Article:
Suicide risk assessment difficult in jails, prisons.
"A few weeks ago, we had a prisoner commit suicide in New Hampshire," said Dr. Champion of Dartmouth University, Hanover, N.H.
"The inmate was known to us. He had been an inpatient previously and had been discharged to the [correctional] community. He was getting ongoing suicide risk assessment and follow-up. He received some difficult news and jumped off a three-story balcony."
Dr. Champion noted that suicide is the third-leading cause of death in prison, after natural causes and AIDS-related complications. Generally, prison inmates are one and a half times more likely to commit suicide than the general population, he noted.
"It's important for clinicians to address" the issue in an effort to decrease morbidity and mortality, he said. The risk is even higher in shorter-term facilities: The suicide rate in jail is nine times higher than the general population, and in lock-up--the sheriff's holding facility for people on their way to jail--it's 250 times higher.
Several factors make the suicide risk higher in jails and prisons, Dr. Champion explained. The criminalization of the mentally ill means there is a higher percentage of mentally ill patients who are incarcerated. And then there are the stressors of the correctional environment itself. "The environment is primitive by design," he said, showing a picture of one correctional facility in Pennsylvania to illustrate how prisoners are "walled off" from the rest of society. "The person is separated from family and friends, and that's going to lead to radically increased stress. It's not designed to lift your spirits in any way."
Another problem frequently found in correctional facilities is the "handoff problem," he continued. "There is a lack of communication about critical risk factors [for suicide], and the ball ends up getting dropped." For instance, one shift might neglect to tell another that "'Joe Smith found out today that his wife is leaving him; we need to keep a watch on him.' It's important to pass that on from shift to shift." Communication between facilities--from the lock-up to the jail and the jail to the prison--is even more difficult, he said.
Suicide risk factors for jail inmates are similar but not quite the same as those for prison inmates. Jail inmates with the highest suicide risk are young males who are intoxicated upon arrest. Psychiatric history, prior suicide attempts, and recent negative life events, such as losing a child or being cut off from family, are also risk factors for jail inmates.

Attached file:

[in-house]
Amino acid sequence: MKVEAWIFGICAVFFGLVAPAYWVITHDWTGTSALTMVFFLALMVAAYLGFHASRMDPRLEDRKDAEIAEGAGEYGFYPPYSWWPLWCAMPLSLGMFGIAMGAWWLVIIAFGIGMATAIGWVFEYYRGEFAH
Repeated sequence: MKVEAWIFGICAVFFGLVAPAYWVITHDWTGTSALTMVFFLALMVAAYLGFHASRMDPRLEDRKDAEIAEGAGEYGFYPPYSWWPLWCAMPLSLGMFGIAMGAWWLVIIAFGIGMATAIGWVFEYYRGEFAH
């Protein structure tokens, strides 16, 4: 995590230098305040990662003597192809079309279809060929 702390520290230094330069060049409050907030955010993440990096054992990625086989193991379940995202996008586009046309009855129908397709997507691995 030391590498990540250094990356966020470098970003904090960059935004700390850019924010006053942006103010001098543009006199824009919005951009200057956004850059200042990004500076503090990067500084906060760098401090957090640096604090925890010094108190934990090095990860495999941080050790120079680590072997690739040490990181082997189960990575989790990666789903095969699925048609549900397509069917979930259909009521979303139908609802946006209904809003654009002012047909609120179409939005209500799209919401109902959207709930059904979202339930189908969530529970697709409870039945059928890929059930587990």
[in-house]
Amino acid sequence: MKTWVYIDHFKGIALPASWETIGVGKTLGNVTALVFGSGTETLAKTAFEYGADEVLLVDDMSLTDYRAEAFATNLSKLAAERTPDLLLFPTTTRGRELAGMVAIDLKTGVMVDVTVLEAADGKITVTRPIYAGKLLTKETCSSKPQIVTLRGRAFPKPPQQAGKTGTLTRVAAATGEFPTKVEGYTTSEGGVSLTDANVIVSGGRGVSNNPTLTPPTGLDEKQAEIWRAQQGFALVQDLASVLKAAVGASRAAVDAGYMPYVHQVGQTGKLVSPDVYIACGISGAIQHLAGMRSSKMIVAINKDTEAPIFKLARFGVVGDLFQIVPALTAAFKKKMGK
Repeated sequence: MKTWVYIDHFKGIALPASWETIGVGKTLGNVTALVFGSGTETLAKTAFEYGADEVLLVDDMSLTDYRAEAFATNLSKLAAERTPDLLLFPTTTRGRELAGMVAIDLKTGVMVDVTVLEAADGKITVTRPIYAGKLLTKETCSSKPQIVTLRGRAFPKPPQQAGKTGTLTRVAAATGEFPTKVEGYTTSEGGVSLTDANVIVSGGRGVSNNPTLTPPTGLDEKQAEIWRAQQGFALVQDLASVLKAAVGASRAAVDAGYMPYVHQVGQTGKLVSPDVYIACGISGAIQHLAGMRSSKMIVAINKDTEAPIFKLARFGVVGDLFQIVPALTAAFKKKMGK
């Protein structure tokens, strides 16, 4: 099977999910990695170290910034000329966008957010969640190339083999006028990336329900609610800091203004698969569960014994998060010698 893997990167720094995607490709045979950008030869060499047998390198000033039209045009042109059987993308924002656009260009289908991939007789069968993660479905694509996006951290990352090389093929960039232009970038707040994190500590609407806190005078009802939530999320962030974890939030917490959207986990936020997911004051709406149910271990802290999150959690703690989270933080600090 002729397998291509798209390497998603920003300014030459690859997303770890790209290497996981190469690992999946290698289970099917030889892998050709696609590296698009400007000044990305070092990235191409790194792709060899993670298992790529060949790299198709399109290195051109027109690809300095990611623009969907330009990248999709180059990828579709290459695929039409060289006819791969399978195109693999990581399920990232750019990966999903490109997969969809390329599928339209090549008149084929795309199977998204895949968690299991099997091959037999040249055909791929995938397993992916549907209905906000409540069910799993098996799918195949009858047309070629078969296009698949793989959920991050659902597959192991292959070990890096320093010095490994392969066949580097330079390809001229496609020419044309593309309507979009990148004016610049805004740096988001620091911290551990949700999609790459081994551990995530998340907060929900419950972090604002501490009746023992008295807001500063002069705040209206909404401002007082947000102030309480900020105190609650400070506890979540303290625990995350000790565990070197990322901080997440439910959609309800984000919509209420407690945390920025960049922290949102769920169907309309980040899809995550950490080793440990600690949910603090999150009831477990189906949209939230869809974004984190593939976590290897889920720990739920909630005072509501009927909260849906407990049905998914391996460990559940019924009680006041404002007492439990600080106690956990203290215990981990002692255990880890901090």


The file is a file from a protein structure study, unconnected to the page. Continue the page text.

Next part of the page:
Suicide risk factors for prison inmates include history of psychiatric problems, placement in a segregated area with its own cell, prior attempts at suicide and self-harm, a lengthy sentence, and having committed a violent felony, Dr. Champion said.
If a particular inmate seems at high risk of suicide, there are practical strategies that people who work with prisoners can take to lessen the risk, said James Knoll, M.D., also of Dartmouth. "A large impact can be made by addressing modifiable factors."
For instance, prisoners can be dressed in a "safety smock" made of a material that is very difficult to rip. "This is especially important in facilities where resources are limited," Dr. Knoll said, noting that the same manufacturer makes pillows and blankets out of the same material. "Cloth that can be ripped and torn is a big problem." He cited the case of one prisoner who made a noose out of strips of hard canvas from a pair of tennis shoes. If an attempt does occur, staff members must know the exact location of the "Wyoming knife," a tool used to cut down a noose.
In working with a prisoner who may become suicidal, don't rely on "no harm" suicide contracts, said forensic consultant Fred Cohen of Tucson, Ariz. "If an inmate fails to keep his or her word, the contract is worthless."
Television monitors are another tool that can be overrelied on. "The main thing TV monitors do is record a suicide, not prevent it," he said.
When it comes to inmates who malinger, don't worry about being fooled. "Tell the staff to plan on taking [even] a phony threat seriously, just on general principle," Mr. Cohen said.
BY JOYCE FRIEDEN
Associate Editor, Practice Trends
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|Title Annotation:||Forensic Psychiatry|
|Publication:||Clinical Psychiatry News|
|Date:||Jan 1, 2005|
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